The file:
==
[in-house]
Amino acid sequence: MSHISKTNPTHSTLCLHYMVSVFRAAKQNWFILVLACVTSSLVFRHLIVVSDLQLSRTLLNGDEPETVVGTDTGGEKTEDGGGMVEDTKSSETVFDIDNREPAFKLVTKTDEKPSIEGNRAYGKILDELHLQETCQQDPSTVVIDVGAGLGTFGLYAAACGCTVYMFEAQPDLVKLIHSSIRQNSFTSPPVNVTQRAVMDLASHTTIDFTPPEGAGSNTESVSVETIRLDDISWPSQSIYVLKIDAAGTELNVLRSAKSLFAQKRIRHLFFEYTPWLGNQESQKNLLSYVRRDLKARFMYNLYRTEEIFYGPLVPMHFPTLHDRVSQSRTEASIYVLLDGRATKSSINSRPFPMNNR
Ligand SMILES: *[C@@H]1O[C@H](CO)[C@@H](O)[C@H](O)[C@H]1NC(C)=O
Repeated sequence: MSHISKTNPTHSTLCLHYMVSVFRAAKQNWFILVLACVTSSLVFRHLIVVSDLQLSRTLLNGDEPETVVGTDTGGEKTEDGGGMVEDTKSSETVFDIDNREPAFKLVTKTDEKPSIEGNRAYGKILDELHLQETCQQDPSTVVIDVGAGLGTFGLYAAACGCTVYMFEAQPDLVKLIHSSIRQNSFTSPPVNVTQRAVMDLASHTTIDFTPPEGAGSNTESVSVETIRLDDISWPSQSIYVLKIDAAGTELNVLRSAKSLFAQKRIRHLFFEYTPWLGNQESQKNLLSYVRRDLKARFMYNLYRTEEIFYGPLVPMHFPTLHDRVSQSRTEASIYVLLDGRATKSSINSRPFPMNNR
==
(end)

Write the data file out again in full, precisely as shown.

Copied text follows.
[in-house]
Amino acid sequence: MSHISKTNPTHSTLCLHYMVSVFRAAKQNWFILVLACVTSSLVFRHLIVVSDLQLSRTLLNGDEPETVVGTDTGGEKTEDGGGMVEDTKSSETVFDIDNREPAFKLVTKTDEKPSIEGNRAYGKILDELHLQETCQQDPSTVVIDVGAGLGTFGLYAAACGCTVYMFEAQPDLVKLIHSSIRQNSFTSPPVNVTQRAVMDLASHTTIDFTPPEGAGSNTESVSVETIRLDDISWPSQSIYVLKIDAAGTELNVLRSAKSLFAQKRIRHLFFEYTPWLGNQESQKNLLSYVRRDLKARFMYNLYRTEEIFYGPLVPMHFPTLHDRVSQSRTEASIYVLLDGRATKSSINSRPFPMNNR
Ligand SMILES: *[C@@H]1O[C@H](CO)[C@@H](O)[C@H](O)[C@H]1NC(C)=O
Repeated sequence: MSHISKTNPTHSTLCLHYMVSVFRAAKQNWFILVLACVTSSLVFRHLIVVSDLQLSRTLLNGDEPETVVGTDTGGEKTEDGGGMVEDTKSSETVFDIDNREPAFKLVTKTDEKPSIEGNRAYGKILDELHLQETCQQDPSTVVIDVGAGLGTFGLYAAACGCTVYMFEAQPDLVKLIHSSIRQNSFTSPPVNVTQRAVMDLASHTTIDFTPPEGAGSNTESVSVETIRLDDISWPSQSIYVLKIDAAGTELNVLRSAKSLFAQKRIRHLFFEYTPWLGNQESQKNLLSYVRRDLKARFMYNLYRTEEIFYGPLVPMHFPTLHDRVSQSRTEASIYVLLDGRATKSSINSRPFPMNNR